Southern Thai people turn from tourism to gold panning

Southern Thai people turn from tourism to gold panning | Thaiger

PHOTO: Traditional panning for gold replaces tourism for income in Southern Thailand

Thars gold in dem hills!

With tourism in Thailand struggling due to Covid-19, and an economy needing some help, some people in the southern Thai region of the country have found income in an unusual source: panning for gold. The Sukhirin region close to the Malaysian border is known for gold deposits in the Sai Buri River and surrounding mountains. Villagers who made money before with tourism have now returned to panning for gold using old-fashioned manual techniques their ancestors used, without the aid of any machinery. Well, just an old pan.

Locals had previously made money selling food to passing tourists or acting as a tour guide to take people around the area, where travellers seeking to get away from the crowded and overdeveloped tourist areas that attract the most foreigners find many unique activities. Kayaking was a popular local activity with up to 150 people a day sailing down the rivers that are now filled with locals panning for gold. The prospectors are now making their income from the gold they collect which sells for 1,500 baht per gram. Families that work together can often collect at least one gram a day.

Thai Gold prices have reached record highs over the last 2 years and many Thai people have traditionally used gold and gold jewellery as a form of savings and investment, pawning their gold rings and bracelets in times of financial emergencies. The gold collected from these Southern villages will be used to make jewellery in Bangkok.

The region had invested in expanding into ecotourism but the pandemic put all their construction plans on hold. A cable car was being built to transport people up to the tops of the mountains to beautiful temples. The area’s unique history attracted people to their annual Rocket Festival, typically a north-eastern celebration.

In 1932, France was granted a 25 year mining contract in the jungles. They extracted almost 2000 kg of gold before World War II forced closure. The mining tunnels still exist and sometimes attracted adventurous tourists, but now sit vacant aside from snakes. In the 1960s the Thai government incentivised northerners with 18 rai of land each to move to the region. As a result, the area stands out in the Muslim region with 90% of the population being Buddhist, and most still speaking Isan dialects.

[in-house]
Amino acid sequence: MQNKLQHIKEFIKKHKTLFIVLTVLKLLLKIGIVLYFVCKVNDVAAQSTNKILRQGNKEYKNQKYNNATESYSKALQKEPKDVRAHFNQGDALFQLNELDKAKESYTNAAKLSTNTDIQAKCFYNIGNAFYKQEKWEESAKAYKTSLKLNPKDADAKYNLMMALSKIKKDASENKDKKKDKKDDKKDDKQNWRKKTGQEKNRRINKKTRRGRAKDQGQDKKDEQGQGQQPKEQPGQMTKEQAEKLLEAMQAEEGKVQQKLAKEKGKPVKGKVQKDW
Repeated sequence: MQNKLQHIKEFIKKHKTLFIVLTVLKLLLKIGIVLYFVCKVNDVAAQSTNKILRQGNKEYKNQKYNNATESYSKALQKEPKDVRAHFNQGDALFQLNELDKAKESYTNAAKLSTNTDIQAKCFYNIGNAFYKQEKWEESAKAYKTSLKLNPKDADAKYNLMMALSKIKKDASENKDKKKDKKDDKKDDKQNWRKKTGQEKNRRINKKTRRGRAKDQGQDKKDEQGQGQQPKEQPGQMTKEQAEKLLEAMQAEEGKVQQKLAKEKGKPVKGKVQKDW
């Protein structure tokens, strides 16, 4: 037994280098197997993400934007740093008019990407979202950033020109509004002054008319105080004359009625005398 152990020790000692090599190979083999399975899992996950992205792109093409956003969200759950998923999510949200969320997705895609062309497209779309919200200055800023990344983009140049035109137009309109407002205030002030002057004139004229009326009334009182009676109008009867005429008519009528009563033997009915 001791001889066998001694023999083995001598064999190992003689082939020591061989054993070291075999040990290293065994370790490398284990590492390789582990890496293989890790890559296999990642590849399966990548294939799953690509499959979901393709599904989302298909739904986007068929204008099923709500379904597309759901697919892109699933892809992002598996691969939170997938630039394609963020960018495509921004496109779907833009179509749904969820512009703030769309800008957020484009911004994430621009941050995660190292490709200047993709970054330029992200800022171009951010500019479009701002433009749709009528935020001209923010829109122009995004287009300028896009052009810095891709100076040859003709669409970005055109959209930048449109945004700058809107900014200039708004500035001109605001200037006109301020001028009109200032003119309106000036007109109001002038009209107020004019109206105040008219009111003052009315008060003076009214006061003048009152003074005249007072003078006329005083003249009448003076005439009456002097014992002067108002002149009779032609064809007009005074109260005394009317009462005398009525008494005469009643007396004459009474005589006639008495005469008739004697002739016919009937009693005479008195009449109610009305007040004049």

SOURCE: France 24

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Neill is a journalist from the United States with 10 years broadcasting experience and national news and magazine publications. He graduated with a degree in journalism and communications from the University of California and has been living in Thailand since 2014.



Thai baht performs worst of all Southeast Asian currencies



1 day ago


Friday, April 2, 2021

Thai baht performs worst of all Southeast Asian currencies | Thaiger

Photo by Peter Hellberg for flickr

Among common currencies in Southeast Asia, the Thai baht was the worst performing in the first quarter of 2021, mostly due to Covid-19’s effect on tourism in Thailand.

This week the baht hit its lowest point in half a year, falling 4% against the US dollar to 31.24. The decline was the sharpest in all of the Southeast Asian nations. The Indonesian rupiah fell 3.4% and the Malaysian ringgit fell 3.1%, while the Philippine peso and Singapore dollar dropped 1% and the Vietnamese dong basically held steady. Kyats, the Burmese currency did plummet further, 5.6%, following the military coup in Myanmar on February 1, but it’s not considered a common currency.

Thailand’s depreciation is heavily due to the economic downturn as a result of the pandemic which has all but killed Thailand’s tourist-heavy economy. With borders closed, the drop in foreign tourism pumping money into the economy has left a glaring hole. Before Covid-19, in the third quarter of 2019, Thailand held a surplus of US$11.5 billion baht. By the third quarter of 2020, the surplus had fallen to $6.6 billion, and by the end of the year, it had slid to a deficit of $1.4 billion.

Thailand had been bolstered by the surplus and by the constant influx of tourist spending supporting the economy. Tourism money fell to $742 million due to the pandemic border closure, just 5% of the equivalent period last year. The government is hoping to restart the tourism economy and pump more Thai baht into the country with a variety of actions to shorten quarantine, reopen key tourist locations like Phuket, and eventually allow in vaccinated travellers without any quarantine.

Many are still unsure of Thailand’s stability, with investors, importers and exporters still having doubts. The Finance Minister believes there’s no need to panic, as he was expecting a backlash when the Thai baht hit a 7 year high. They have acted by increasing investment limits to US$5 million for Thais to buy foreign securities, up from US$200,000 and loosened restrictions on foreign currency deposits.